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“The bill will curtail provocative utterances” – APC Chieftain backs social media bill



A security expert, Mr Abayomi Mumuni, on Tuesday threw his weight behind the Hate Speech Bill and the Social Media Bill, but urged the National Assembly to moderate the sanctions being proposed for offenders.

Mumuni, also an All Progressives’ Congress (APC) chieftain, said in a statement that the bills would curtail provocative utterances and spread of fake news in the Nigerian cyberspace.

He said that the bills would have been unnecessary had Nigerians taken caution in their use of the social media, adding that freedom of speech should not be used to cause crisis in the society.

The News Agency of Nigeria (NAN) reports that the ‘Prohibition of Hate Speech Bill’, otherwise called the hate speech bill, was being sponsored by Sen. Sabi Abdullahi, while the ‘Internet Falsehood and Manipulation Bill’, called the social media bill, is the brainchild of Sen. Mohammed Sani Musa.

The social media bill passed the second reading in the National Assembly on Wednesday, November 20, 2019.

“ln the absence of decorum, peace won’t reign. We should not throw the bills out because it has come to regulate the way we use the social media.

“The Bill is necessary, given how most Nigerian social media users throw caution to the wind, creating palpable tension and making decorum impossible in the society.

“What are the contents of the Bill? What is controversial about it?

“I would not be surprised if many of those who kick against it do not have an idea of what the bill is about,’’ the security expert said.

Mumuni, a former Lagos gubernatorial candidate of the defunct CPC, said that rather than condemn the Bills and their sponsors, Nigerians should have called for its regulation.

According to him, “what we should advocate for is the regulation of the bill so it will only cater for glaring cases of hate speech and not serve as a mechanism for witch-hunting perceived oppositions or eliminating critical engagements on public policy’’.

Speaking further, the security expert said that developed countries such as France, Singapore, Malaysia, Italy and a host of others also had legislation to regulate public communication.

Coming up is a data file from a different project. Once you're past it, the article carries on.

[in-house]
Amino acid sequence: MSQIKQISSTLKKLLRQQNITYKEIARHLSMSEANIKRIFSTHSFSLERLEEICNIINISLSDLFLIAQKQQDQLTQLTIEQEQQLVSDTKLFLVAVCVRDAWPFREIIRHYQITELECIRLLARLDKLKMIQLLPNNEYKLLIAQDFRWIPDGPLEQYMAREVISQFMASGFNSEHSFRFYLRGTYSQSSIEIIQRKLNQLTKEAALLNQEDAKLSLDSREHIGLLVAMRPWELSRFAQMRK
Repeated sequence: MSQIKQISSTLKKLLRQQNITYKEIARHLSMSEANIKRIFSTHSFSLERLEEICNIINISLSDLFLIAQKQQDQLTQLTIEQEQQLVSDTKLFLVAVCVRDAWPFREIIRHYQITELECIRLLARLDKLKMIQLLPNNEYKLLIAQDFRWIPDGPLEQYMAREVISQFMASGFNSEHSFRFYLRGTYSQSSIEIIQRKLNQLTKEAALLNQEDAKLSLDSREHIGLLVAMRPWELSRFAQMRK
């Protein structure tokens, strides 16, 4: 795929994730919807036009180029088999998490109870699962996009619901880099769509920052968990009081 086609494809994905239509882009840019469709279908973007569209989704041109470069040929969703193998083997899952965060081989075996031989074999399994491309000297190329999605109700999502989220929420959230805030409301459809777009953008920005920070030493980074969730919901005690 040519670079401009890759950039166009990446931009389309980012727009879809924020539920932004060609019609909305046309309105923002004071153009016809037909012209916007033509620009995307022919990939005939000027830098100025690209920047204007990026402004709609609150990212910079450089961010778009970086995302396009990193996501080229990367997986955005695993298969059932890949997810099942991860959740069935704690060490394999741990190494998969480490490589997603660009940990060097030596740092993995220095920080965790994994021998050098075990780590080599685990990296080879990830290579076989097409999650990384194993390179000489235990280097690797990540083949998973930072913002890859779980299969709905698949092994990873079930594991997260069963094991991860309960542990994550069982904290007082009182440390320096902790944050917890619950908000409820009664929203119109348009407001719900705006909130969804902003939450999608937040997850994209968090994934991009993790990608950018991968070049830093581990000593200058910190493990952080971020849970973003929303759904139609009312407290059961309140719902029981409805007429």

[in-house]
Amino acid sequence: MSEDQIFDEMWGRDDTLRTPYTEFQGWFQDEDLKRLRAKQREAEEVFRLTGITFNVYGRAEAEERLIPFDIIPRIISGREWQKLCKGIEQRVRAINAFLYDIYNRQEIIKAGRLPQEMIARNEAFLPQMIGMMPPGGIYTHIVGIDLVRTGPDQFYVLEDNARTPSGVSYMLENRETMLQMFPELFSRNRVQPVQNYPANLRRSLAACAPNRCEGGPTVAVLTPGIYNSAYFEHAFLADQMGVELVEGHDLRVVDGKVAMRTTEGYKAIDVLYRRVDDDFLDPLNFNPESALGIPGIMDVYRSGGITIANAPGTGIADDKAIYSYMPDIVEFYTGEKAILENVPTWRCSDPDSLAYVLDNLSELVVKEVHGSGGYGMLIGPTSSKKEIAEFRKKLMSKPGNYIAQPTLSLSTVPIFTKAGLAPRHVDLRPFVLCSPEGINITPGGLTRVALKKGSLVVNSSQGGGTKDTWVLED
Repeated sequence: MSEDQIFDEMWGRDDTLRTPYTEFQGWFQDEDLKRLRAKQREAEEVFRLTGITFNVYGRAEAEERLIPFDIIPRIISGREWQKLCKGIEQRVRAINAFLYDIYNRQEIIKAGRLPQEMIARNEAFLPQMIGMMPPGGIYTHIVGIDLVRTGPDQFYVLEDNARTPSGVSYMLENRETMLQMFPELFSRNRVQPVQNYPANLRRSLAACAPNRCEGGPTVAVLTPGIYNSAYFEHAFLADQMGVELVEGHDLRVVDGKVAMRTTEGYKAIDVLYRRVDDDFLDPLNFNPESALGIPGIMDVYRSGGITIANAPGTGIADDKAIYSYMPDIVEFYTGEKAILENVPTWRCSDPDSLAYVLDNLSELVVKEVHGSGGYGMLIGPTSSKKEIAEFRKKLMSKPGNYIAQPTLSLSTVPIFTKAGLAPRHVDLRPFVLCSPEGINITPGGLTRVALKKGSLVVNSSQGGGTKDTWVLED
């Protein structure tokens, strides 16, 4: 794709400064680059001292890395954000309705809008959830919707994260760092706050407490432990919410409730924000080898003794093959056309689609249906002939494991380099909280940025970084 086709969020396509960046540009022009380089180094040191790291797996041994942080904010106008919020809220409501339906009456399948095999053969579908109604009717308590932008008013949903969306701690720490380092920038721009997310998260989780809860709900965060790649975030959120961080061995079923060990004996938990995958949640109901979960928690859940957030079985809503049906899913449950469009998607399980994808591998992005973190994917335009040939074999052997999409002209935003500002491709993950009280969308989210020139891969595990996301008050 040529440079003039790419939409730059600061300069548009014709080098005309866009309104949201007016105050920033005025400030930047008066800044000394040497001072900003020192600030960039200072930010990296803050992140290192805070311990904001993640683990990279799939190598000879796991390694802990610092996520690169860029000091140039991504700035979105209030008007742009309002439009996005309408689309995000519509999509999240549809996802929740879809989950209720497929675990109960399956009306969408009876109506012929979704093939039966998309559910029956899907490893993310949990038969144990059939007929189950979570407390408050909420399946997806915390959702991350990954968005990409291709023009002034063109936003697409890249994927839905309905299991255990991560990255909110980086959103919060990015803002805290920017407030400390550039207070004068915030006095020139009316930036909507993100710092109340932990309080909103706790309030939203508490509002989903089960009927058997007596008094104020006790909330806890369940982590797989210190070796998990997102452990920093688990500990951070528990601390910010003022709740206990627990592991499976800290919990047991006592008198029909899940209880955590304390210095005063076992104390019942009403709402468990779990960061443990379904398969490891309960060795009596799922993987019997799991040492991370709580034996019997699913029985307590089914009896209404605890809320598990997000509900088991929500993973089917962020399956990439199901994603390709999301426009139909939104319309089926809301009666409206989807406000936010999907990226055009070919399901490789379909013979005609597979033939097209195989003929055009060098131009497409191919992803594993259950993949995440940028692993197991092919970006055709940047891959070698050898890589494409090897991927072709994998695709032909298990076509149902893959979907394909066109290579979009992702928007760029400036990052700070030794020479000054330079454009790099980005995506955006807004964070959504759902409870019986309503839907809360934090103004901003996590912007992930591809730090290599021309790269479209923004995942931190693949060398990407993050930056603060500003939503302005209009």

Mumuni stressed that such legislation were essential to ensure peaceful coexistence among the people in the society.

He said that the use of the social media in Nigeria had actually become an outlet for cowards, stressing that freedom of speech did not give one the licence to cause crises, wreak havoc and make unfounded claims.

“People should understand that freedom of speech does not translate to causing crises and promoting falsehood.

“Doing such is unhealthy to our nascent democracy,’’ he said.

Mumuni advised the government to ensure that the punitive measures were in tandem with the offence.

“The punishment attached to the offence should not be different from the ones obtainable in other countries in order to rule out the possibility of any political mission.

“I support fines or jail terms for offenders, irrespective of their status in the society,’’ he said.

Allaying the public’s fears, Mumuni urged Nigerians to give maximum support to the Bill in as much as it was not to punish genuine critics.

He said that only those who abused the social media had cause to be afraid.

“As such, the guilty ones should not go unpunished to serve as deterrent to others,’’ Mumuni said

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